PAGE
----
Despite technological advancements in the healthcare industry, breast cancer remains a major health problem. Self-examination and annual screening mammograms continue to be the most common methods used for early detection. Although cancer screenings have become a controversial topic, the importance of early diagnosis is undisputed . Nevertheless, there is a critical need to further develop diagnostic breast imaging techniques that can distinguish which masses pose a threat, and which do not.
False Positives: Why Do They Occur?
The continued high rate of false-positive breast cancer screenings is largely the result of outdated technology. For example, screening mammograms most often detect benign cysts, calcifications and infections which may lead to false-positive breast cancer diagnoses. Positron Emission Tomography (PET) provides receptor specific tumor imaging–this allows distinction between benign (cancer-free) and malignant (cancer-positive) tumors and provides a more accurate demonstration of the state of malignancy.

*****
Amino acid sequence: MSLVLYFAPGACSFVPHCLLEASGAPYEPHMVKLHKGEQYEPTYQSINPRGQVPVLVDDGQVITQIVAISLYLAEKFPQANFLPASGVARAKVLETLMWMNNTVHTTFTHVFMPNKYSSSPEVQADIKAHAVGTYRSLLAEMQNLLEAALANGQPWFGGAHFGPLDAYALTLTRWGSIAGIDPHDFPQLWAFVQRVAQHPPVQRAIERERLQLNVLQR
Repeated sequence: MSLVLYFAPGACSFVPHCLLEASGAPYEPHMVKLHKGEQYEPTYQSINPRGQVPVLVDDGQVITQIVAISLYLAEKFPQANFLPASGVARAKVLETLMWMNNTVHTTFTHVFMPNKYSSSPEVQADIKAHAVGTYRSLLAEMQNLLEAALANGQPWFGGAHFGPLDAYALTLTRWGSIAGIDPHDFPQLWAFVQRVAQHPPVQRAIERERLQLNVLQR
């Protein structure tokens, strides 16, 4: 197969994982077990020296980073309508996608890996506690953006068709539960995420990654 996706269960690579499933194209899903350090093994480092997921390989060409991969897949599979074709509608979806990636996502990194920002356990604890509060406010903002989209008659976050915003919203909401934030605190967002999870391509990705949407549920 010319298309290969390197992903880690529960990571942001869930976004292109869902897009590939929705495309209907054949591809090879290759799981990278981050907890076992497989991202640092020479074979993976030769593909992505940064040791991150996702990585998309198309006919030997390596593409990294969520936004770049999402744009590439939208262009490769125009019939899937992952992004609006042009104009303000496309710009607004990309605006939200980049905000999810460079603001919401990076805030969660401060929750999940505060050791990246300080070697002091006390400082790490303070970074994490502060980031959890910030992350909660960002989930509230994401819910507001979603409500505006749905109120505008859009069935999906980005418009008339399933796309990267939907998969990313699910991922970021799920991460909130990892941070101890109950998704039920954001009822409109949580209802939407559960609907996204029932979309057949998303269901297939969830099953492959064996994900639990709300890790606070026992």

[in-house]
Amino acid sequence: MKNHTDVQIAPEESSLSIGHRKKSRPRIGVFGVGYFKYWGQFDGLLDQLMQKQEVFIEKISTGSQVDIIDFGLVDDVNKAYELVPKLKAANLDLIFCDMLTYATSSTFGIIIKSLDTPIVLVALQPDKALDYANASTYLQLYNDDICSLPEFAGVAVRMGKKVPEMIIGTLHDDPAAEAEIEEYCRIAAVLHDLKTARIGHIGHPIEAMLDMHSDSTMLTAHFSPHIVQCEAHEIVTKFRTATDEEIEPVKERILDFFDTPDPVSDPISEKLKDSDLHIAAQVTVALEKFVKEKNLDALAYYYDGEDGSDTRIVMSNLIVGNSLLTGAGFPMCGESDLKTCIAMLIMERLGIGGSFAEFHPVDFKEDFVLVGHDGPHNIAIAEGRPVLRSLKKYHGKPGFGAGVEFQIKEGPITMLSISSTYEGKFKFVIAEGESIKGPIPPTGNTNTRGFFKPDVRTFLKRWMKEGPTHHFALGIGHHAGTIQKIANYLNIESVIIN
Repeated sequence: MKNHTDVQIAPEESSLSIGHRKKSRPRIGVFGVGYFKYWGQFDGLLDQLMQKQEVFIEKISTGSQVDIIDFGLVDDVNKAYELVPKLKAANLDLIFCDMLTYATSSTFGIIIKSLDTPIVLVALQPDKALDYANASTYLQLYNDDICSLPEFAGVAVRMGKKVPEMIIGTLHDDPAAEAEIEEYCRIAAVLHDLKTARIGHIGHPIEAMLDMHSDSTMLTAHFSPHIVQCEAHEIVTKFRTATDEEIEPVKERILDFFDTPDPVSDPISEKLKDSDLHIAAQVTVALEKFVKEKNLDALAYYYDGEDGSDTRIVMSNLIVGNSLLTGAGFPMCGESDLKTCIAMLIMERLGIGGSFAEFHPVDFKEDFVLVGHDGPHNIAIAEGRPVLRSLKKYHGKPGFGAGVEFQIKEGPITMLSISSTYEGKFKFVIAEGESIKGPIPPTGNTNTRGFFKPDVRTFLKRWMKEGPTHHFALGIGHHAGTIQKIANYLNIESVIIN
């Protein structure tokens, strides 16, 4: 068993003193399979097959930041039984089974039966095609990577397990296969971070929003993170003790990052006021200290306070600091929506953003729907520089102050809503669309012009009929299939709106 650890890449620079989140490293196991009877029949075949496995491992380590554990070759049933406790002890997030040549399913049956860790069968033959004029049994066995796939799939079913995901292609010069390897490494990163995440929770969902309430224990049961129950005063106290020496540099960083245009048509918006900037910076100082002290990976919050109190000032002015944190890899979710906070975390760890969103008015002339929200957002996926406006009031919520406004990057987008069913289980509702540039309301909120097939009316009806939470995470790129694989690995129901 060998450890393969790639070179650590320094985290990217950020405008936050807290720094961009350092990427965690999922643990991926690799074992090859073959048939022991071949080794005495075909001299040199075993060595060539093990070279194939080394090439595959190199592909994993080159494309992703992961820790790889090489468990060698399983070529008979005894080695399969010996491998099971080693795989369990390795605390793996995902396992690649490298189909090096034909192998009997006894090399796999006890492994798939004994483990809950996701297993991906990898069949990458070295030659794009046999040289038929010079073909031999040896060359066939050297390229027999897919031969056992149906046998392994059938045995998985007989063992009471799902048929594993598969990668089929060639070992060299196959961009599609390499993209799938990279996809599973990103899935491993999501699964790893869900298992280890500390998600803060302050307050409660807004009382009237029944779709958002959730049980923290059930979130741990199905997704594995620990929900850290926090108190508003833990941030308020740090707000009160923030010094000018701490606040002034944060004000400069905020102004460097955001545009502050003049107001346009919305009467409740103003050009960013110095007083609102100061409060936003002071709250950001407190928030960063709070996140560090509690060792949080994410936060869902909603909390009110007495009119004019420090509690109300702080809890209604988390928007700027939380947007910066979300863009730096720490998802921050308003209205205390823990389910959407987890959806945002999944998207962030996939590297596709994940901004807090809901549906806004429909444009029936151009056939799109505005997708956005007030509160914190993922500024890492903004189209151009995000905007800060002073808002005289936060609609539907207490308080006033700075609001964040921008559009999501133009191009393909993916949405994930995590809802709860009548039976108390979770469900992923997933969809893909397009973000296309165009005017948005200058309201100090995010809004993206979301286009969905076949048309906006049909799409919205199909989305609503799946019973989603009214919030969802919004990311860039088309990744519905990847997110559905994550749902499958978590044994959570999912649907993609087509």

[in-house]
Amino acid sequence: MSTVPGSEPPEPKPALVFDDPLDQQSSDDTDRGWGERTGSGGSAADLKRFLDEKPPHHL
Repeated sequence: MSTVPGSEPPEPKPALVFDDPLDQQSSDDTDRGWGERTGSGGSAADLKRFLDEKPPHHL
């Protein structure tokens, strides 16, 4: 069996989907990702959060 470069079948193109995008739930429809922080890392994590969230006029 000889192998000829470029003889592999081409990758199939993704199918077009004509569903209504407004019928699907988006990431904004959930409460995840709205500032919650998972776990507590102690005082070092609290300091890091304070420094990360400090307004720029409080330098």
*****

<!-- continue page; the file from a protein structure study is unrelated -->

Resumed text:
In 2019, it is estimated that there will be 331,530 new cases of breast cancer and 41,760 breast cancer deaths among women in the U.S. . In the U.S. male population, although rare, there will be approximately 2,670 new breast cancer cases and 500 breast cancer deaths in 2019 .